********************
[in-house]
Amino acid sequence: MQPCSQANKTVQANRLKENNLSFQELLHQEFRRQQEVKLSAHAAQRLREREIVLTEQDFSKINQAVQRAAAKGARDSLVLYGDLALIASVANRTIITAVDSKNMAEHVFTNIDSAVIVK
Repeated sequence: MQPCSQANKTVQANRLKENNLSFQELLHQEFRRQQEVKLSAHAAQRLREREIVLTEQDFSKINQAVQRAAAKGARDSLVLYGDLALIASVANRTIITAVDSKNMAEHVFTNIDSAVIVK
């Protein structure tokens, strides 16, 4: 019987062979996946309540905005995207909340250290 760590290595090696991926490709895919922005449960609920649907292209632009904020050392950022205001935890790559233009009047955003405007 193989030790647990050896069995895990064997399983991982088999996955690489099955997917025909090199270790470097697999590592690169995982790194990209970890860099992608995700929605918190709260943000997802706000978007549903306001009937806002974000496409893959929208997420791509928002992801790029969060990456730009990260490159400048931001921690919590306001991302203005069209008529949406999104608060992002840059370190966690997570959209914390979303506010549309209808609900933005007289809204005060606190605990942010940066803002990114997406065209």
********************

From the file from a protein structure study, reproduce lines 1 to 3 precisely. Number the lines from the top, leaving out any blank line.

[in-house]
Amino acid sequence: MQPCSQANKTVQANRLKENNLSFQELLHQEFRRQQEVKLSAHAAQRLREREIVLTEQDFSKINQAVQRAAAKGARDSLVLYGDLALIASVANRTIITAVDSKNMAEHVFTNIDSAVIVK
Repeated sequence: MQPCSQANKTVQANRLKENNLSFQELLHQEFRRQQEVKLSAHAAQRLREREIVLTEQDFSKINQAVQRAAAKGARDSLVLYGDLALIASVANRTIITAVDSKNMAEHVFTNIDSAVIVK